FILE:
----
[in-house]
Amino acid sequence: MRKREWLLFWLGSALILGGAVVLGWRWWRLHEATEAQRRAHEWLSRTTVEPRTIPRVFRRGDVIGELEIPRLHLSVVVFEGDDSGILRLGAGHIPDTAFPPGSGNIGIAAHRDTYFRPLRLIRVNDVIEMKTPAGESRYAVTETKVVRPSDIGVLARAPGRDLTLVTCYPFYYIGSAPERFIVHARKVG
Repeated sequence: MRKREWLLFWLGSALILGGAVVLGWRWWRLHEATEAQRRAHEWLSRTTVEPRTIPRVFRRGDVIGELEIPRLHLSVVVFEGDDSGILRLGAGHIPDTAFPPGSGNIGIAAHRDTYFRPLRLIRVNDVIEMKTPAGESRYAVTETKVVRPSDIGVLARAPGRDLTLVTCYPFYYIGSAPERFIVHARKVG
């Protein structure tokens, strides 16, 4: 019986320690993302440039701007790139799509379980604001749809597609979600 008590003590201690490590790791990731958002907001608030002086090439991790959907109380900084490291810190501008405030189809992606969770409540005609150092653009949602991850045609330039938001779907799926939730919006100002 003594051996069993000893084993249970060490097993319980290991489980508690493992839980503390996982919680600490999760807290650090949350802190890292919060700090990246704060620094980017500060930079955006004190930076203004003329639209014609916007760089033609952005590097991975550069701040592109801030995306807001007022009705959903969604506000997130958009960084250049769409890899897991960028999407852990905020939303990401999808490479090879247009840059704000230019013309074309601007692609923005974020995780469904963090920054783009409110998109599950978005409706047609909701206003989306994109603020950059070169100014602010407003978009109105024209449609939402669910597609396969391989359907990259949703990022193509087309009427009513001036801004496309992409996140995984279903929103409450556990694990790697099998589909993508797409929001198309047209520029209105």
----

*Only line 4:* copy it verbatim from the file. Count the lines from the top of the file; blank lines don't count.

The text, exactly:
């Protein structure tokens, strides 16, 4: 019986320690993302440039701007790139799509379980604001749809597609979600 008590003590201690490590790791990731958002907001608030002086090439991790959907109380900084490291810190501008405030189809992606969770409540005609150092653009949602991850045609330039938001779907799926939730919006100002 003594051996069993000893084993249970060490097993319980290991489980508690493992839980503390996982919680600490999760807290650090949350802190890292919060700090990246704060620094980017500060930079955006004190930076203004003329639209014609916007760089033609952005590097991975550069701040592109801030995306807001007022009705959903969604506000997130958009960084250049769409890899897991960028999407852990905020939303990401999808490479090879247009840059704000230019013309074309601007692609923005974020995780469904963090920054783009409110998109599950978005409706047609909701206003989306994109603020950059070169100014602010407003978009109105024209449609939402669910597609396969391989359907990259949703990022193509087309009427009513001036801004496309992409996140995984279903929103409450556990694990790697099998589909993508797409929001198309047209520029209105």